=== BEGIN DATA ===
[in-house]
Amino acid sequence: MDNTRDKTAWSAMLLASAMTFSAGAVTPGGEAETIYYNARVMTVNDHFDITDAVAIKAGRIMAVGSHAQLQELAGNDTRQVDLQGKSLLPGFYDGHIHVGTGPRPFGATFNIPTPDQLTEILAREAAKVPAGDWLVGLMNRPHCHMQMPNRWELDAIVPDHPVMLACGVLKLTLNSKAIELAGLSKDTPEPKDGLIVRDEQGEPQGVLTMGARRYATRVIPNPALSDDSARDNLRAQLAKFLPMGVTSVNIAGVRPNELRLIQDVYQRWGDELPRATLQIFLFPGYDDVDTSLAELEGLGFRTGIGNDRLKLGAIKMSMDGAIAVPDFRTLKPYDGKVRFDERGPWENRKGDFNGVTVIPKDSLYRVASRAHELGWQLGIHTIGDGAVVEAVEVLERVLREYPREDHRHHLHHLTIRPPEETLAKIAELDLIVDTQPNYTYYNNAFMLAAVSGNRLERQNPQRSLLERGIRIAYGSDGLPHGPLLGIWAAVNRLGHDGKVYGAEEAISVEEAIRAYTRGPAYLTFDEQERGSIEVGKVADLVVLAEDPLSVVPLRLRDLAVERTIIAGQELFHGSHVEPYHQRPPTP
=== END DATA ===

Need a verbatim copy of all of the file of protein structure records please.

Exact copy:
[in-house]
Amino acid sequence: MDNTRDKTAWSAMLLASAMTFSAGAVTPGGEAETIYYNARVMTVNDHFDITDAVAIKAGRIMAVGSHAQLQELAGNDTRQVDLQGKSLLPGFYDGHIHVGTGPRPFGATFNIPTPDQLTEILAREAAKVPAGDWLVGLMNRPHCHMQMPNRWELDAIVPDHPVMLACGVLKLTLNSKAIELAGLSKDTPEPKDGLIVRDEQGEPQGVLTMGARRYATRVIPNPALSDDSARDNLRAQLAKFLPMGVTSVNIAGVRPNELRLIQDVYQRWGDELPRATLQIFLFPGYDDVDTSLAELEGLGFRTGIGNDRLKLGAIKMSMDGAIAVPDFRTLKPYDGKVRFDERGPWENRKGDFNGVTVIPKDSLYRVASRAHELGWQLGIHTIGDGAVVEAVEVLERVLREYPREDHRHHLHHLTIRPPEETLAKIAELDLIVDTQPNYTYYNNAFMLAAVSGNRLERQNPQRSLLERGIRIAYGSDGLPHGPLLGIWAAVNRLGHDGKVYGAEEAISVEEAIRAYTRGPAYLTFDEQERGSIEVGKVADLVVLAEDPLSVVPLRLRDLAVERTIIAGQELFHGSHVEPYHQRPPTP